• October 12, 2022 5:03 PM | Deleted user

    did you miss listening to the radio talk on Ipswich lace on Radio Boston.   I found this  link so you can listen for the first time or review this program.

    Hope you enjoy !   It was a great program!  Thanks NELG

  • October 03, 2022 10:31 PM | Mary Mangan (Administrator)

    This is going to be a very niche item. That said, the more of you lace makers I meet, the more I grasp the heavy sci-tech nature of this couvige.

    High-resolution silkworm pan-genome provides genetic insights into artificial selection and ecological adaptation

    Anyway: researchers sequenced the DNA of silkworms. They picked different silkworms around the world to compare them. In some species, they might still have a gene that another variety lost. Or some have a gene turned up to 11 that's only set to level 3 in another one. 

    They found that one crucial different between fine and coarse silk, in this gene:

    We found an 11.1 kb intron insertion and a 6.2 kb downstream insertion of the chitooligosaccharidolytic beta-N-acetylglucosaminidase (BmChit β-GlcNAcase) gene in Chunfeng and Suxiu strains (Fig. 6f). We found that the BmChit β-GlcNAcase gene is expressed at a significantly higher level in fine silk strains (Suxiu, Chunfeng) and has an expression peak in silk press at the wandering stage (which occurs at the start of spinning) (Supplementary Fig. 6b, c). CRISPR-cas9 mediated knockout of the BmChit β-GlcNAcase gene produced coarser silk (Fig. 6g, Supplementary Fig. 6d). All these results suggest a key role of the BmChit β-GlcNAcase gene in the determination of silk fineness.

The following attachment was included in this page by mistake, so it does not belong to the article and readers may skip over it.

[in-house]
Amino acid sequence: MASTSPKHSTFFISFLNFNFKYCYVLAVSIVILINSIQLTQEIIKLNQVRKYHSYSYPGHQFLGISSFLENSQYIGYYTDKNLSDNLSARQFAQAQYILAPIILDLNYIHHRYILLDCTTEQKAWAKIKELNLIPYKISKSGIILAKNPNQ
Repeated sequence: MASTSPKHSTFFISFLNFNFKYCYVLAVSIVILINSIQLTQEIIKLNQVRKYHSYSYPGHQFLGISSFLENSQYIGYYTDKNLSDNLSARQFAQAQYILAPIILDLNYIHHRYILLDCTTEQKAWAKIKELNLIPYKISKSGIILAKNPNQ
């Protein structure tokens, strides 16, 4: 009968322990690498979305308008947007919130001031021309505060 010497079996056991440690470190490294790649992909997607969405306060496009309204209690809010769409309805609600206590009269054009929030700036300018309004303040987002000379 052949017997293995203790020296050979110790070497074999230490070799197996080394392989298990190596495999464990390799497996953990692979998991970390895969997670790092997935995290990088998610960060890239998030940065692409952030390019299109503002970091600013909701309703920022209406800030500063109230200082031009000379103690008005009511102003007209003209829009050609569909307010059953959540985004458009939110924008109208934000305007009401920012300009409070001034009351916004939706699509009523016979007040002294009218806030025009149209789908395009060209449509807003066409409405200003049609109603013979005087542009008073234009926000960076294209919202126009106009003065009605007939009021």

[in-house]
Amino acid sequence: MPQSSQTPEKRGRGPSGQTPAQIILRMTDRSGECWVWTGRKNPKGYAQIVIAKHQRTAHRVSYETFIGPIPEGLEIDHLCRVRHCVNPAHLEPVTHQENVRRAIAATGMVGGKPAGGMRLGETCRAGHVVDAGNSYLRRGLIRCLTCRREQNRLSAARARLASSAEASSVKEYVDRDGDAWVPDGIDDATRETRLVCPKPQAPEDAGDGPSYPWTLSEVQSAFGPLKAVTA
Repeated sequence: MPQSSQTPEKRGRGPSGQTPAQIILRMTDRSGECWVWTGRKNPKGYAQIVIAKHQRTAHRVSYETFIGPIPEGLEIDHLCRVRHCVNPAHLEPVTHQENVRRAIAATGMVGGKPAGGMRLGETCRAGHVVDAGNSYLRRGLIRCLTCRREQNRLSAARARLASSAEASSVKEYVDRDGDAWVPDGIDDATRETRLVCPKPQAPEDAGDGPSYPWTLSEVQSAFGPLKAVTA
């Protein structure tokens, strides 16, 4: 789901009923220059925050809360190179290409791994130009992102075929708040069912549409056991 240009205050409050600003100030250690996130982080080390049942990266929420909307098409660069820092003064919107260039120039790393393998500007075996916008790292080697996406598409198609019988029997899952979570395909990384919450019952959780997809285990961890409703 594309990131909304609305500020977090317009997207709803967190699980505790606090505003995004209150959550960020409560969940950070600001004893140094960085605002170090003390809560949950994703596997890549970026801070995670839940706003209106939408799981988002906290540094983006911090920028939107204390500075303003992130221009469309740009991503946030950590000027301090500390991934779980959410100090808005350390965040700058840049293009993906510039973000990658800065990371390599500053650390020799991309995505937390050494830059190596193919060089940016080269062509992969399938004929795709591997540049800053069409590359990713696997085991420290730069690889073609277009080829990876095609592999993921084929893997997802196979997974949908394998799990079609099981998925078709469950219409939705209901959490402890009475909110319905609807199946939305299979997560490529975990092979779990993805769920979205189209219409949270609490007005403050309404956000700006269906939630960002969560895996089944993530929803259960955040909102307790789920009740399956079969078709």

I don't understand what that gene does yet (but it sounds to me like it cuts sugars off, which makes sense...), but it looks like the key. So this gene, when turned up, makes silk finer. When they knock it out, it's coarser silk.

    This is wicked cool. 

  • September 20, 2022 9:47 AM | Mary Mangan (Administrator)

    It's not lace, but might be of some interest to folks here. This North Bennet School in Boston is where I got my new lace pillow in the Queyras style. They have other hand craft skills and this talk is apparently about weaving and technology tensions.

    Check out those fat cloth stitch sculptures--now I'm wondering about giant soft lace sculptures too!

    From that post there's a link to their Eventbrite to register for the zoom tickets.

  • September 08, 2022 1:26 PM | Mary Mangan (Administrator)

    Inside the Fascinating History of Lace

    The intricate textile—with its many technical and social complexities—is a key subject during New York Textile Month

    Coinciding with New York Textile Month, “Threads of Power: Lace From the Textilmuseum St. Gallen” is the first large-scale exhibition on lace to be presented in New York in over 40 years. The show, which opens on September 16, is chiefly aimed to address the “simultaneous presence and invisibility of the lacemaker,”....

    Nice piece on the Bard exhibition.